CLEVELAND, Ohio — Expanding a building as iconic as the Rock and Roll Hall of Fame could be a risky proposition.

Should the Rock Hall show tenderness and awe for the original designer of its lakefront building, the late, great I.M. Pei? Or should it crank up the volume and strive for something bigger and louder?

Nope, neither. The 25-year-old Rock Hall has chosen an architecture firm that will design its upcoming $50 million expansion with a mix of reverence and irreverence that suits a raucous art form while paying tribute to Pei, who died last year at age 102.

The Rock Hall announced Thursday that it picked the five-year-old, New York-based architecture firm of PAU, led by Vishaan Chakrabarti, dean of the University of California Berkeley College of Environmental Design, as the project’s lead designer.

An early iteration of PAU’s proposal calls for a low-rise, two-level, 50,000-square-foot addition shaped like a giant triangular wedge of galvanized steel rising out of the ground between the Rock Hall and the adjacent Great Lakes Science Center at North Coast Harbor.

Chakrabarti and Greg Harris, the Rock Hall’s president and CEO since 2013, said in interviews Wednesday and Thursday with cleveland.com and The Plain Dealer that the design will evolve as the museum gathers input from supporters and the public.

“We will come out of this with a bold design,’’ Harris said, stressing that PAU’s architects are being “respectful to Pei, but not subservient.’’

Big moment

The Rock Hall’s announcement comes at a significant moment for Cleveland’s cultural sector, which has many institutions struggling with pandemic-related closures and financial shortfalls that necessitated layoffs and furloughs.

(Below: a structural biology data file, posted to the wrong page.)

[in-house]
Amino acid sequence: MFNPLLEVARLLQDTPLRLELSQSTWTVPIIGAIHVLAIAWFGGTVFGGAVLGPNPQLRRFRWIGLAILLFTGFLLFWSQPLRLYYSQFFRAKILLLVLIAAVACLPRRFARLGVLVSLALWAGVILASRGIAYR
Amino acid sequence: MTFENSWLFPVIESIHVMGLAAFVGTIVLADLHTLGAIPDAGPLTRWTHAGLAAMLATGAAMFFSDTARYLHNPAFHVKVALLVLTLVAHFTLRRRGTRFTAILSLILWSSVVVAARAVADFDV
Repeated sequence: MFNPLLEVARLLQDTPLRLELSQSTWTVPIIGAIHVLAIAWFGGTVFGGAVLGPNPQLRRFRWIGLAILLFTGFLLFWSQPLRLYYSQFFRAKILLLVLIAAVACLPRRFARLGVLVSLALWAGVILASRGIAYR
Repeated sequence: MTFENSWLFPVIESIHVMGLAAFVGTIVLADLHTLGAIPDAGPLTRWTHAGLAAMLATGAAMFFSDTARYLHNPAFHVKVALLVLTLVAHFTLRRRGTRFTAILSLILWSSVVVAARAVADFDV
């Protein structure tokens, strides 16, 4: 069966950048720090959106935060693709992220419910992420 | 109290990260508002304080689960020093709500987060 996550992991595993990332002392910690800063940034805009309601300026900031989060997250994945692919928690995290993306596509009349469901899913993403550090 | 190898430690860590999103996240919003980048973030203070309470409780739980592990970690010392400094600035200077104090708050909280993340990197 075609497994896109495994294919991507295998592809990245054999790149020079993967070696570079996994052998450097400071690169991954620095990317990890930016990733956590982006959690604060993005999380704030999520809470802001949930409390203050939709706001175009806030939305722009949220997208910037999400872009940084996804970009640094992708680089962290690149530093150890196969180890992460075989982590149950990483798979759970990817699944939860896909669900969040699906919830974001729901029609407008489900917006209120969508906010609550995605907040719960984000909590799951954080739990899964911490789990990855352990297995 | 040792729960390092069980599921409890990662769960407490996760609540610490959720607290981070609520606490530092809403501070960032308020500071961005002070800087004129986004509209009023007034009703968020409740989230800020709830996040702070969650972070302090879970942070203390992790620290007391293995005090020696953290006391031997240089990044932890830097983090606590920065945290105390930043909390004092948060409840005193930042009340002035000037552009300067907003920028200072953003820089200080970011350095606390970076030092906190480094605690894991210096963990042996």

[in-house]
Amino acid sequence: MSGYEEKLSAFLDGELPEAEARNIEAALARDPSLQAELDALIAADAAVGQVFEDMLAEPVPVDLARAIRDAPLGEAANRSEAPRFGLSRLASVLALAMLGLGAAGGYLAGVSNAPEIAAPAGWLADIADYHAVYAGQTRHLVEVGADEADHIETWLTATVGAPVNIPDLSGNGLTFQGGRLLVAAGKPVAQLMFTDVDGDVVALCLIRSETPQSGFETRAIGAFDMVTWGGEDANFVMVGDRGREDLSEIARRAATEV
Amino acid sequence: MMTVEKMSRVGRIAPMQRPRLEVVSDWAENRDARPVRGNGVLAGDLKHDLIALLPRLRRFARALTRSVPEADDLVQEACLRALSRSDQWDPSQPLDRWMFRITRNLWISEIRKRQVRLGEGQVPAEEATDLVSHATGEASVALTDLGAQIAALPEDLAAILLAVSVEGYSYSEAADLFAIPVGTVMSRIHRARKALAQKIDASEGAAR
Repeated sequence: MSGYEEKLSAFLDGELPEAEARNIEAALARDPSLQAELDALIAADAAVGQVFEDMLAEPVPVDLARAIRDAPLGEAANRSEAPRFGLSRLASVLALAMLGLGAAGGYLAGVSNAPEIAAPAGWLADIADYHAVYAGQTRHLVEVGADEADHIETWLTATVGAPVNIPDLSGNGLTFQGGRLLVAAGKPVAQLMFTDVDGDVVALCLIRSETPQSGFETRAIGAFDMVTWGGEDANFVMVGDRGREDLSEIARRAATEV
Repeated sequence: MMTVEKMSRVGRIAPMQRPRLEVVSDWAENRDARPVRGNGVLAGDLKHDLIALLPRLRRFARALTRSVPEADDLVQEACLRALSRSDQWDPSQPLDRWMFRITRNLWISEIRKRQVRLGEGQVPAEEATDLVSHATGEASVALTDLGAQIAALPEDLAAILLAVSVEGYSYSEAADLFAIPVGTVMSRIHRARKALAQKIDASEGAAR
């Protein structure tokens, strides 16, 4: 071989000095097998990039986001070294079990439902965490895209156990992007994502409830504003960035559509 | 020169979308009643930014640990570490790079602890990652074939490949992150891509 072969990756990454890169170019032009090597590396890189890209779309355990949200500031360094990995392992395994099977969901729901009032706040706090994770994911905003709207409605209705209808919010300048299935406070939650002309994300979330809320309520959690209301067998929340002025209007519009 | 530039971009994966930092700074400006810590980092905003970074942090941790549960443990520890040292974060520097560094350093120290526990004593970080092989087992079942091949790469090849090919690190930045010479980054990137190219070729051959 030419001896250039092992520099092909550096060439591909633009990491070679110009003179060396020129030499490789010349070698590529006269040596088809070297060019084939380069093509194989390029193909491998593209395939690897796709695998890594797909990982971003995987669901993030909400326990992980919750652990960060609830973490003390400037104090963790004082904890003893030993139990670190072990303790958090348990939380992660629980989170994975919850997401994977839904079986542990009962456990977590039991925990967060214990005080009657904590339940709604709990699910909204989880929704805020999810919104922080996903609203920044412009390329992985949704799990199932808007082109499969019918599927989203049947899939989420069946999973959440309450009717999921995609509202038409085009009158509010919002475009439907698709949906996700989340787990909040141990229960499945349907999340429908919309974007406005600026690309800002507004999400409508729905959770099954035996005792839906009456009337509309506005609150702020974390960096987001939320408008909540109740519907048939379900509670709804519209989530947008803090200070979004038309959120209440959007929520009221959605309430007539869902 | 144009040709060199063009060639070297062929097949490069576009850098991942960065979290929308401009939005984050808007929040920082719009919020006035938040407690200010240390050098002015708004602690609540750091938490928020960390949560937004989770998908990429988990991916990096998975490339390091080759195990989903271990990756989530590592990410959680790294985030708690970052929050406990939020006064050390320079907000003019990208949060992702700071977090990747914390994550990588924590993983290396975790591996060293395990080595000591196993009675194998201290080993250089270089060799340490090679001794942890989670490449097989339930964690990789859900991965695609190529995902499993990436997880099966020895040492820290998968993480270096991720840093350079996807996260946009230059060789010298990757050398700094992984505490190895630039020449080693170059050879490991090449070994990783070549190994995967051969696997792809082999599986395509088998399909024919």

Despite such hardships at the Rock Hall, which closed for a second time in November in response to the pandemic, Harris said the institution plans to begin construction in 2022 and complete the expansion in late 2023 or early 2024.

The project will follow recent renovations, collectively dubbed “Rock Hall 2.0,’’ that were designed to address shortcomings in Pei’s original design, including a corkscrew interior that can feel difficult to navigate.

The museum enlivened its windswept front plaza with live concerts in the summer, moved its café to a prime location in its lobby, revamped its retail shop, and reorganized its Hall of Fame exhibit as a luminous Valhalla on the museum’s second level.

The Rock Hall also steered from Pei’s crisp, white interior to a palette of red and black, evoking the backstage feel of a rock concert.

Those early projects, in addition to the expansion, will ultimately cost $100 million, Harris said. The museum has raised $73 million toward that goal, and he said he’s optimistic about raising the rest.

Triangulation

The triangular shape of PAU’s design grew from a desire to mediate between Pei’s pyramid, the Lake Erie waterfront, and Cleveland’s downtown, set upon a flat bluff overlooking the Rock Hall, Chakrabarti said.

In a nod to a famous Blondie hit from 1978, he said the design treats the Rock Hall’s pyramidal lobby as the museum’s “heart of glass.’’

And he used the words “reverence and irreverence’’ to describe his firm’s approach.

“We didn’t want to get into a mano-a-mano with Pei,’’ he said. “We didn’t feel it was respectful. It was really about integrating the two [the expansion and the original building] creating a dynamic, and creating some friction between the two.”